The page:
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How to Turn Web Traffic Into Mobile App Installs

It’s no secret that increasing numbers of internet searches are being performed on mobile, not desktop. In fact, last year mobile internet consumption overtook desktop as consumers’ device of choice for accessing the world wide web – a trend that shows no signs of letting up anytime soon.


This news might make you think you don’t need to worry about desktop users at all. The future is mobile, right?

As of December 2015, 35% of digital media was still being consumed on desktop devices. Sure, this number will have declined since, and will likely continue to for the foreseeable future, but will desktop use ever disappear entirely? In our lifetime, probably not. There are some tasks that are just easier to perform on desktop – a lot of what we do at the office, for starters.

Okay, so technology will evolve. At some point both desktop and mobile as we know them will disappear entirely. But until that happens, desktop devices will continue to be used by a portion of the population, and marketers, if they don’t want to alienate a potentially significant chunk of their audience, will need to account for that.

If 35% of digital media is being consumed on desktop devices (a figure that may have dropped since but for the sake of argument we’ll assume it’s remained the same), that’s 35% of potential app users you’re failing to account for if you have not implemented a system designed to get desktop visitors to download and install your app.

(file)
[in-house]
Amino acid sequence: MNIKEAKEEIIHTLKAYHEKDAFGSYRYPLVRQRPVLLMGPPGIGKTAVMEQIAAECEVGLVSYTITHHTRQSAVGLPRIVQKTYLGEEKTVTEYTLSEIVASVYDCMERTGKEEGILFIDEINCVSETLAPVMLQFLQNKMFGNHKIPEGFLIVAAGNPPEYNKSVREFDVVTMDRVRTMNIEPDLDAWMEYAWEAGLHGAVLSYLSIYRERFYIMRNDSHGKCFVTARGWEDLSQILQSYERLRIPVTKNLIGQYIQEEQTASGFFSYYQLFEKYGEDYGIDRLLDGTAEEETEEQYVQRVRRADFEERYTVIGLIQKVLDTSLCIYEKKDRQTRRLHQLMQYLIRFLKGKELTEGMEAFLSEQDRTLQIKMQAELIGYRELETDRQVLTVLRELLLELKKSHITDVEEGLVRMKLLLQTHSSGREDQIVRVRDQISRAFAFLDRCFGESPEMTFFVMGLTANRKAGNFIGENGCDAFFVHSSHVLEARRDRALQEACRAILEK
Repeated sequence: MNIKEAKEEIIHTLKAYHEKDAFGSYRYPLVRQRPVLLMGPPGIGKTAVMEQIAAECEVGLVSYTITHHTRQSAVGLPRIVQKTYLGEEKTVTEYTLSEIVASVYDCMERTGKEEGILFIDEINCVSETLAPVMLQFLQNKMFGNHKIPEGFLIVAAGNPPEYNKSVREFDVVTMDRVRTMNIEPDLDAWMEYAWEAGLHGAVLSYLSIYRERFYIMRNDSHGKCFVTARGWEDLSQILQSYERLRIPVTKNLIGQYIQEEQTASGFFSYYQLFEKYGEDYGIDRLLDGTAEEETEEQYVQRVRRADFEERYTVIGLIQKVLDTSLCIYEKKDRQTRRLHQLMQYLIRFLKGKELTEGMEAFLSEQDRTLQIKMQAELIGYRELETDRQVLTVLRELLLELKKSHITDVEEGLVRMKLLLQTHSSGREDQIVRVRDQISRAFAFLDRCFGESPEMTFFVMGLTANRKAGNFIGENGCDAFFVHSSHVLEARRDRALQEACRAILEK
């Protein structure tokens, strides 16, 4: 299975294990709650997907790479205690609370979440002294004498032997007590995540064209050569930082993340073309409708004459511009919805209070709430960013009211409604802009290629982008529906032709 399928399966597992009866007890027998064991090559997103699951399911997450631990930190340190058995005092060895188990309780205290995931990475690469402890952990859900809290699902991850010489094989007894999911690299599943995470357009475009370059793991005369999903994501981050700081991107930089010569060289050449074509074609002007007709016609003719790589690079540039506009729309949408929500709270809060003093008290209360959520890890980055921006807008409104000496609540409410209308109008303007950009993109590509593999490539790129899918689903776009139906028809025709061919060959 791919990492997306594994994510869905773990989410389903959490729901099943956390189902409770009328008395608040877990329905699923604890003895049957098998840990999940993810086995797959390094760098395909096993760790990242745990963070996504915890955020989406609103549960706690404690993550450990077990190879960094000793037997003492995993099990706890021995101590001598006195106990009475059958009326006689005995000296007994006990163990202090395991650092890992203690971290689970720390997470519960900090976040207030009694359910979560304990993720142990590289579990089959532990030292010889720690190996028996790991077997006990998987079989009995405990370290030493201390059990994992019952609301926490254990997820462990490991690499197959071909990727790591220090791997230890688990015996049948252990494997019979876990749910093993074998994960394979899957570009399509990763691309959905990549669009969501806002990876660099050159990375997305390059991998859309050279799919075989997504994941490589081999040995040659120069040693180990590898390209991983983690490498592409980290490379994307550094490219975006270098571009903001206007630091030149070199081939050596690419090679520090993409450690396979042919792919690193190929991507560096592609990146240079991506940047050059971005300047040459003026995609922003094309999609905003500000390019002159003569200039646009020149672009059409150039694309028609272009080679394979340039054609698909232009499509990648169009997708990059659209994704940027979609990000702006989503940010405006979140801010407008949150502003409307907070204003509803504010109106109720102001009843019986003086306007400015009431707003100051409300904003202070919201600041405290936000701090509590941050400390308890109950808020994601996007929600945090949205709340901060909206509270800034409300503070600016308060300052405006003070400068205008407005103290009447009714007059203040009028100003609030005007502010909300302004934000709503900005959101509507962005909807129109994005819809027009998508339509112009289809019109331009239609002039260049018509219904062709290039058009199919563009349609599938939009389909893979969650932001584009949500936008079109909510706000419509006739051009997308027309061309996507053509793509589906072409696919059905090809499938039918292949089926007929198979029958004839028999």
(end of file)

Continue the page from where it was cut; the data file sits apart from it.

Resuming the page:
If you want to ensure you’re not excluding that 35% then stick with me – we’re going to go through everything you need to do to become more effective at turning desktop visitors into mobile app users.

How to Drive Web Traffic to Your App

Data from late 2014 revealed that roughly half of consumers are searching for and finding apps directly in the app store.



That’s huge, but what about the rest of those consumers? If they’re not finding you in the app store, where they can download the app instantly, where are they finding you? And how can you ensure you turn that traffic into app users – especially if those consumers are away from the device they will subsequently use to access the app?

Link to the app store from your website

This one’s obvious, and kind of a no-brainer. If you’re not linking to the app store from your website, you should be. Sure, when it comes to turning desktop traffic into mobile app users it’s very ineffective, but here are three reasons you should include them regardless:

  1. They’re so simple to implement.
  2. If you’re talking about your app on your website (which you are, aren’t you?) users expect to be able to click a link to your app in the relevant store (or stores).
  3. They are effective at converting users who have visited your site and read about your app using a mobile, not desktop device.

Below is an example of how Sony does this on its apps page. Sony offers a range of apps, and each one gets summarized using its name, logo, and a brief blurb. When clicked, the “download” buttons reveal a drop-down menu with a link to where that app can be found at each of the relevant app stores.


The Hilton, on the other hand, keeps it simple with a series of text links:


Downloading an app from a desktop device to your phone is really simple – so long as your two devices are linked via a Google account (on Android Devices) or an Apple ID.

Despite this simplicity, there are a number of reasons these links are so ineffective at converting desktop traffic into mobile app users:

  • The user might not be browsing on a desktop computer that’s linked to their mobile device.